The front of the device features a cutout at the top of the new OLED Super Retina display housing a new True Depth camera system for the Face ID facial recognition system and for taking selfies with Apple’s Portrait Mode. Apple says Face ID is capable of identifying the phone’s owner from a 3D scan of the face in order to unlockthe device, authenticate payments and input saved passwords into log-in screens as well as integrate into third-party apps.
Similar systems have been used by Microsoft for its Windows Hello-capable Surface computer line, but no one has yet cracked the technology on a smartphone. Apple said the system was capable of operating even when the user was wearing glasses, and only unlocks the phone when the user is actively looking at it.
The iPhone X does not include Apple’s Touch ID fingerprint scanner, which was introduced in 2013 under the home button with the iPhone 5S.
But Apple said that its Face ID was more secure than Touch ID by a factor of 20, capable of discerning between the user’s real face and photographs and even Hollywood-level replica masks using the True Depth camera system, which projects an IR dot map onto the face to map it and works in the dark.
The rest of the device is made from stainless steel and glass, harking back to designs of the iPhone 4, and mirroring that of rival Samsung’s Galaxy S8 but without a curved screen. It marks a striking contrast to recent all-metal iPhone models, and remains to be seen whether it suffers from a similar level of fragility as rival glass-and-metal sandwich smartphones. Apple said the glass was the most durable ever fitted to a smartphone with metal reinforcement. The headphone jack is still gone too.
The iPhone X will have Apple’s latest processor, the A11 Bionic with an integrated Neural Engine for face recognition, which now has six cores – up from last year’s A10 with four cores. Apple said that the A11 had 30% faster graphics and was an up to 70% faster processor than the A10, while extending battery life by two hours over the iPhone 7 – a pain point for the majority of current iPhone users.
Apple also introduced Qi wireless charging to the iPhone line for the first time, which uses a a plate within the back of the phone to accept an inductive charge from a pad or a piece of furniture with wireless charging built in. It’s a feature that’s been standard in Samsung’s Galaxy S line of smartphones for the last three years and available with several other rivals, and removes the need to fiddle with a power cable to charge your smartphone.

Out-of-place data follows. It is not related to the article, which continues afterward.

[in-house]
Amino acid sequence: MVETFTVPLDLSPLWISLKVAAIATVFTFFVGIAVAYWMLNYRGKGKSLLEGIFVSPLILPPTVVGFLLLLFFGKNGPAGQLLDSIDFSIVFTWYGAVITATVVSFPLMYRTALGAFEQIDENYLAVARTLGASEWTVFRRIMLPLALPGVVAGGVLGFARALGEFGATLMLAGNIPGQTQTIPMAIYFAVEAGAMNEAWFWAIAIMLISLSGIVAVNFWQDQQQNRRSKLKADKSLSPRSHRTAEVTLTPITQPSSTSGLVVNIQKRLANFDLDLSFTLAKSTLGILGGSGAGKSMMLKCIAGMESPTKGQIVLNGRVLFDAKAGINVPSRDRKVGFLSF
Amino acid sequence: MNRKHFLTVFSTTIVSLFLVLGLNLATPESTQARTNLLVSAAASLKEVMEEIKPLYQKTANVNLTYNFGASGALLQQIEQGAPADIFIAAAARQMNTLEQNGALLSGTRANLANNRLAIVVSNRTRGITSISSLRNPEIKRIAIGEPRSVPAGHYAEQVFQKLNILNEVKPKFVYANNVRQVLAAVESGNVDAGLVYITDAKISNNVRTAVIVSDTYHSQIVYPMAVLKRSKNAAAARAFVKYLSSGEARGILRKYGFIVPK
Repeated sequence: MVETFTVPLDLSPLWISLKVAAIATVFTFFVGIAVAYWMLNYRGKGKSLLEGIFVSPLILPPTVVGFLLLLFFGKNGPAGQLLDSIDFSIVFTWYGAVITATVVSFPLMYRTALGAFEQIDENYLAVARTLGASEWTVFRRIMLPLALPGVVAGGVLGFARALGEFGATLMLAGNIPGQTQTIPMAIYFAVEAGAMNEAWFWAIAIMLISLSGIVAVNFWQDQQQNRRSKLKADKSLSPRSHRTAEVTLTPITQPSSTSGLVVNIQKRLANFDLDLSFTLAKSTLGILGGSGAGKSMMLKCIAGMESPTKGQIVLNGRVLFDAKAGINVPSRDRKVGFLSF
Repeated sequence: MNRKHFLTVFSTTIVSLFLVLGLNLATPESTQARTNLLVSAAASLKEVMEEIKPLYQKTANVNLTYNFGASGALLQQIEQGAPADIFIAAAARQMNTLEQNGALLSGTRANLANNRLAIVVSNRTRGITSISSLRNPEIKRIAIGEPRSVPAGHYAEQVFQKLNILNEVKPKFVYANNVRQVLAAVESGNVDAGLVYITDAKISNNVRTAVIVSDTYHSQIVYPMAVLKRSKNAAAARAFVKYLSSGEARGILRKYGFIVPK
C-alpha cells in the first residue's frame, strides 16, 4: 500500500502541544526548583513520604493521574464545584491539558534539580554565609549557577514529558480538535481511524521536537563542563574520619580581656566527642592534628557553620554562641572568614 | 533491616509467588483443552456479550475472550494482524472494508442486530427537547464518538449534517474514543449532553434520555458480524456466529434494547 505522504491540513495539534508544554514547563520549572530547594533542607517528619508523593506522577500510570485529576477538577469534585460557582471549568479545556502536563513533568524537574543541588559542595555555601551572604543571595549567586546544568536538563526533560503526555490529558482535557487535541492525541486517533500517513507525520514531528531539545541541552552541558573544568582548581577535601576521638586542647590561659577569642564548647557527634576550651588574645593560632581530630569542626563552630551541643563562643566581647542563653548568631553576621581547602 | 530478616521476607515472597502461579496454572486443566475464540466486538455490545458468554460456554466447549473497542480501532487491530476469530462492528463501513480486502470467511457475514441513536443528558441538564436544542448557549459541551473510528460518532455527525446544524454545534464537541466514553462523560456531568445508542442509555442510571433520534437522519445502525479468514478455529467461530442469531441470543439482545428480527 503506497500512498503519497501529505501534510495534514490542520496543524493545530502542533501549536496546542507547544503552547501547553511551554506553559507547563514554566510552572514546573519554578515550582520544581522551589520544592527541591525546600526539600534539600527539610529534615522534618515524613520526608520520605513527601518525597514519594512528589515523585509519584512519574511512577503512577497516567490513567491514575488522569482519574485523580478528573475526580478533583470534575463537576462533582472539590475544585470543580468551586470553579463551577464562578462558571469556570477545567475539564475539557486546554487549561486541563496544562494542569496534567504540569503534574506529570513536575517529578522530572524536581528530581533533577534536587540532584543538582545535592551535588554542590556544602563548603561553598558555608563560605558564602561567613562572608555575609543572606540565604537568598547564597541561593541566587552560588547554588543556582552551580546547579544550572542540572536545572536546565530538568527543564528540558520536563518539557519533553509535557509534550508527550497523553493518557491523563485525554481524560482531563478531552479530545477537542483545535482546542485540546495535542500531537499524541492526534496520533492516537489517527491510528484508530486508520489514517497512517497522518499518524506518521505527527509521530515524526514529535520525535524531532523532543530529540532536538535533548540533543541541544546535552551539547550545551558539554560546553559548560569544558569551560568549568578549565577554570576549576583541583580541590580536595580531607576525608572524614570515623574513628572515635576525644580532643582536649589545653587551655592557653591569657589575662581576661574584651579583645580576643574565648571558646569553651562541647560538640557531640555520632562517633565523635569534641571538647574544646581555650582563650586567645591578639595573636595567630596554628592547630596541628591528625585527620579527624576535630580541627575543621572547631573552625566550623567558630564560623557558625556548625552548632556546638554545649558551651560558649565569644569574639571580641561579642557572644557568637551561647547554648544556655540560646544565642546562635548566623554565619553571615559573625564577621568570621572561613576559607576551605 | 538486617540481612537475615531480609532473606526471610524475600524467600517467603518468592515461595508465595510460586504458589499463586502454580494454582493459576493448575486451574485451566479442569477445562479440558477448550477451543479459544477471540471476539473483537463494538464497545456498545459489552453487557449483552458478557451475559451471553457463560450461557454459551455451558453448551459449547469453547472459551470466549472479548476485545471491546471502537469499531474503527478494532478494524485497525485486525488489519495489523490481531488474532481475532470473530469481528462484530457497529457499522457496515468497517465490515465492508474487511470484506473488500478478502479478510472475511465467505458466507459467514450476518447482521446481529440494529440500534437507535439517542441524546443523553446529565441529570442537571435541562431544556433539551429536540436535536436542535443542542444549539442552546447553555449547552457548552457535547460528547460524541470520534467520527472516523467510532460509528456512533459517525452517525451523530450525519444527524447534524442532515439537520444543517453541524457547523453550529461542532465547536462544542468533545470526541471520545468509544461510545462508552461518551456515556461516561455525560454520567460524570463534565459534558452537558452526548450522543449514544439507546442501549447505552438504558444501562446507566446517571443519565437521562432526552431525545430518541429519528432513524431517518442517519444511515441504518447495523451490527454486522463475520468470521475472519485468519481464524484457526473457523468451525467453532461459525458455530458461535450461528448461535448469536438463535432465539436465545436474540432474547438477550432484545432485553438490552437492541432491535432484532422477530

The back of the iPhone X has Apple’s now familiar dual camera system, which debuted on 2016’s iPhone 7 Pluswith one wide-angle camera and one “telephoto” camera capable of giving the phone a two-times optical zoom, but orientated vertically rather than horizontally. Both cameras have new 12-megapixel sensors, optical image stabilisation and Apple said that it had improved its computational photography system to produce better, more detailed images.
Part of the improved system is a new version of the company’s Portrait Mode, which allows users to artificially blur the background to create a shallow depth of field, similar to that created by dSLR cameras, and change the lighting effects across the subject’s face. Rivals Samsung and others have also shipped similar features, with inherent flaws around fine detail such as hair. It remains to be seen whether Apple’s system can fix those problems.
Apple also unveiled new animated emoji characters it calls “animoji”, which allow users to map facial expressions on to little characters, such as a robot, fox, unicorn, or anthropomorphised poo using the iPhone X’s facial recognition system. The animoji can only be sent to other Apple users through the company’s Messages app.
Ben Wood, chief of research for CCS Insight said: “The iPhone X is the blueprint for the iPhone’s new hardware direction. An OLED display and the new design is likely to standard on future iPhone models, but Apple must first tackle the challenge of obtaining sufficient supply.
“A staggered introduction of OLED technology and the new design enables Apple to steadily ramp up scale in its supply chain and maximise profits. The relatively high prices of the iPhone X are a necessary and important mechanism to control demand in the near term.”